Navigating the ups and downs of student life is tough enough. But tackling the ins and outs of sexual health can be seriously challenging!
But what if I told you that the biggest roadblock to getting the information you can actually use is stigma? It's stigma that keeps us from having essential conversations about testing for HIV, and other sexually transmitted, blood-borne infections (aka, STBBI's) like syphilis, gonorrhea, and others.
Many of us often get misinformation–and develop negative perceptions of HIV and STBBI's–from family, friends, and peers.
So together, let's kick stigma to the curb... then let's talk!
Misinformation around HIV can leave us confused about the difference between HIV (Human Immunodeficiency Virus) and AIDS (Acquired Immunodeficiency Syndrome).
For starters, HIV is the virus, which if left untreated, can develop into AIDS. But with treatment, today people living with HIV live long, fulfilling, and happy lives! And with regular treatment, they can even get the virus down to such an undetectable level that it can't be passed on sexually!
Remember, there's zero shame in taking control of your sexual health. And at the top of the list of to-do's is getting tested!
In the meantime, let's get the 3 most essential facts straight!
1. HIV does not discriminate.
You might think that HIV or other STBBIs do not affect you so you don’t have to test or use protection. However, the truth may surprise you. HIV does not discriminate. It can affect anyone, irrespective of age, sex, gender, race, or sexual partners.
2. HIV tests are not accurate immediately after exposure!
At the workshops that I facilitate, many people do not realize that HIV tests are not accurate immediately after exposure! HIV self-tests are actually 99% accurate 12 weeks after exposure, and standard HIV tests received at clinics and hospitals are accurate after 6 weeks.
Different kinds of STBBI tests each have different window periods of testing, so it’s important to give your health care provider as much information as you can about your sexual history and recent exposure.
Ask your health care provider what the testing window period is for different STBBI's, and whether it is important for you to test again. Testing too soon can incorrectly give you a negative result, and therefore a false sense of security, which can lead to the spread of HIV and STBBI's.
3. A negative result does not leave you defenseless... embrace PrEP and PEP.
PrEP (a medicine taken before being exposed to HIV to protect against getting the virus... it's like a shield that keeps you safe if you're at risk), and PEP (a medicine taken after possible HIV exposure to lower the chances of getting the virus... it's a superhero backup plan to prevent getting sick if you might have been around HIV).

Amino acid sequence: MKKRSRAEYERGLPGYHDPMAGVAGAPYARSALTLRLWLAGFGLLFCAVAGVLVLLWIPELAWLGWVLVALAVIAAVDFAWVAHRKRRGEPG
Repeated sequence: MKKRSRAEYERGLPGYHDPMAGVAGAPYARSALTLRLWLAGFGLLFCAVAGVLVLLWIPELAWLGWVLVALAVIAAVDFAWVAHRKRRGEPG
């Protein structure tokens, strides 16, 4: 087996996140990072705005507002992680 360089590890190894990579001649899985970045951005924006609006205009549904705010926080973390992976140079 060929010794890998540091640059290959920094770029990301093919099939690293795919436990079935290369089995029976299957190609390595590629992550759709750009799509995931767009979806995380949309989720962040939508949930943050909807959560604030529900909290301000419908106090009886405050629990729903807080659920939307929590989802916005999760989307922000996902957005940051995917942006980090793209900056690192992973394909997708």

If you have anxiety around PrEP and PEP, you can get a consultation with a nurse or doctor. They can help you understand side effects, effectiveness, and what a daily routine for you could look like. Both are strong and effective ways to protect yourself against HIV.
Plus don't forget condoms, and other medical ways to help keep you safe and live a long, healthy life. Without fear.
The take-home message is this: If you have questions, do not be afraid to ask.
Reach out to get the most accurate and up to date information so that you can make an informed decision for yourself.
Sexual health clinics offer more than just testing; they are gateways to support groups, referrals to doctors. They help with financial pathways to pay for medications and other financial support. They can also refer you to non-judgmental spaces for informational sessions that help reduce barriers to testing in our communities.
Information sessions can cover the testing process, risk factors, exposures, confidentiality and consent, and when you can expect your test results. In short, all the info you deserve to have!
Armed with the facts, we can challenge myths and misconceptions surrounding HIV and STBBI's. By seeking support, accessing preventative measures like PrEP and PEP, and being aware of online reliable resources offered by clinics, community-based organizations, and programs like I AM, we can all unlock the path to making informed choices!
And remember, when in doubt, get tested!
There is no harm in it. It's the only way to know your status and find peace of mind before determining next steps. Learn more about how you can find support and resources here.